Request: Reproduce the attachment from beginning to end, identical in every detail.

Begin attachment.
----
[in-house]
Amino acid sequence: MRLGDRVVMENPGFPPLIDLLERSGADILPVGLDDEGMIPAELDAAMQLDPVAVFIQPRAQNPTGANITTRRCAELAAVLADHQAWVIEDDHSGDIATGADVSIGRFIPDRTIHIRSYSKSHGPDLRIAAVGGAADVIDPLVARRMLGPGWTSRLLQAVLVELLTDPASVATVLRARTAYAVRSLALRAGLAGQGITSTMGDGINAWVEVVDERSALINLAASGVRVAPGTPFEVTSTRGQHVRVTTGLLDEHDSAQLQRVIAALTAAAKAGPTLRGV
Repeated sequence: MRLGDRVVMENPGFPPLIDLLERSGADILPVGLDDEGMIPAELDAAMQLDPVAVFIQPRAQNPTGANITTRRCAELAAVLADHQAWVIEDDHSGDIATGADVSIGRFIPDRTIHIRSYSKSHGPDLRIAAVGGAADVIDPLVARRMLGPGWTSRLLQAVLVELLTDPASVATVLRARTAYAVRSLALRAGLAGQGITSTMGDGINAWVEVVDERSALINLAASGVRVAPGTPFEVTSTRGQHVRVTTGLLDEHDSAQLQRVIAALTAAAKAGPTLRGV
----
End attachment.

[in-house]
Amino acid sequence: MRLGDRVVMENPGFPPLIDLLERSGADILPVGLDDEGMIPAELDAAMQLDPVAVFIQPRAQNPTGANITTRRCAELAAVLADHQAWVIEDDHSGDIATGADVSIGRFIPDRTIHIRSYSKSHGPDLRIAAVGGAADVIDPLVARRMLGPGWTSRLLQAVLVELLTDPASVATVLRARTAYAVRSLALRAGLAGQGITSTMGDGINAWVEVVDERSALINLAASGVRVAPGTPFEVTSTRGQHVRVTTGLLDEHDSAQLQRVIAALTAAAKAGPTLRGV
Repeated sequence: MRLGDRVVMENPGFPPLIDLLERSGADILPVGLDDEGMIPAELDAAMQLDPVAVFIQPRAQNPTGANITTRRCAELAAVLADHQAWVIEDDHSGDIATGADVSIGRFIPDRTIHIRSYSKSHGPDLRIAAVGGAADVIDPLVARRMLGPGWTSRLLQAVLVELLTDPASVATVLRARTAYAVRSLALRAGLAGQGITSTMGDGINAWVEVVDERSALINLAASGVRVAPGTPFEVTSTRGQHVRVTTGLLDEHDSAQLQRVIAALTAAAKAGPTLRGV